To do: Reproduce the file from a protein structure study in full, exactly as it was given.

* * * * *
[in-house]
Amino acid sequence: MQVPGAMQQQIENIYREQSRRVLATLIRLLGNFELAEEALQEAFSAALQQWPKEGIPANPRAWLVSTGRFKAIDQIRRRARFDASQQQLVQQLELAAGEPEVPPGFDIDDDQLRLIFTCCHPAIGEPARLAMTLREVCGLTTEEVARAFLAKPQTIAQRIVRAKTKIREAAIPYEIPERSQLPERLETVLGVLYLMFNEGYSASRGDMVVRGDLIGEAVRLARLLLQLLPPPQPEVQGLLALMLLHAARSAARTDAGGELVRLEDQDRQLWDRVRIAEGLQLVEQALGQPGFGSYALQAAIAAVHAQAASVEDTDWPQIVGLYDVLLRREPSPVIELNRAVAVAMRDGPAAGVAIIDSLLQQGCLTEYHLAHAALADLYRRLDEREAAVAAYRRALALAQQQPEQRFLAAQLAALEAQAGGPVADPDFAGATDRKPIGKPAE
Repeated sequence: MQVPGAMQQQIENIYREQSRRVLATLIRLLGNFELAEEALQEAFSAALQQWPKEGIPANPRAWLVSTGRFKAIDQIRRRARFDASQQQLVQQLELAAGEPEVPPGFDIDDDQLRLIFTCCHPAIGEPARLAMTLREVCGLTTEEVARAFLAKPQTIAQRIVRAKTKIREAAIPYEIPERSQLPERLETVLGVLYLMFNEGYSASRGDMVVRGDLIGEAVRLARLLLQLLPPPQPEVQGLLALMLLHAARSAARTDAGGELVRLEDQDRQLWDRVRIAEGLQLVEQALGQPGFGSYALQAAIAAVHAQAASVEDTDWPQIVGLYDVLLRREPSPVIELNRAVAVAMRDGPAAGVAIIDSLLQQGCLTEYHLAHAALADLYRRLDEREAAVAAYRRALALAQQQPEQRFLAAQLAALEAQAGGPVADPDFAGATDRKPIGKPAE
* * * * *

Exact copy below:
[in-house]
Amino acid sequence: MQVPGAMQQQIENIYREQSRRVLATLIRLLGNFELAEEALQEAFSAALQQWPKEGIPANPRAWLVSTGRFKAIDQIRRRARFDASQQQLVQQLELAAGEPEVPPGFDIDDDQLRLIFTCCHPAIGEPARLAMTLREVCGLTTEEVARAFLAKPQTIAQRIVRAKTKIREAAIPYEIPERSQLPERLETVLGVLYLMFNEGYSASRGDMVVRGDLIGEAVRLARLLLQLLPPPQPEVQGLLALMLLHAARSAARTDAGGELVRLEDQDRQLWDRVRIAEGLQLVEQALGQPGFGSYALQAAIAAVHAQAASVEDTDWPQIVGLYDVLLRREPSPVIELNRAVAVAMRDGPAAGVAIIDSLLQQGCLTEYHLAHAALADLYRRLDEREAAVAAYRRALALAQQQPEQRFLAAQLAALEAQAGGPVADPDFAGATDRKPIGKPAE
Repeated sequence: MQVPGAMQQQIENIYREQSRRVLATLIRLLGNFELAEEALQEAFSAALQQWPKEGIPANPRAWLVSTGRFKAIDQIRRRARFDASQQQLVQQLELAAGEPEVPPGFDIDDDQLRLIFTCCHPAIGEPARLAMTLREVCGLTTEEVARAFLAKPQTIAQRIVRAKTKIREAAIPYEIPERSQLPERLETVLGVLYLMFNEGYSASRGDMVVRGDLIGEAVRLARLLLQLLPPPQPEVQGLLALMLLHAARSAARTDAGGELVRLEDQDRQLWDRVRIAEGLQLVEQALGQPGFGSYALQAAIAAVHAQAASVEDTDWPQIVGLYDVLLRREPSPVIELNRAVAVAMRDGPAAGVAIIDSLLQQGCLTEYHLAHAALADLYRRLDEREAAVAAYRRALALAQQQPEQRFLAAQLAALEAQAGGPVADPDFAGATDRKPIGKPAE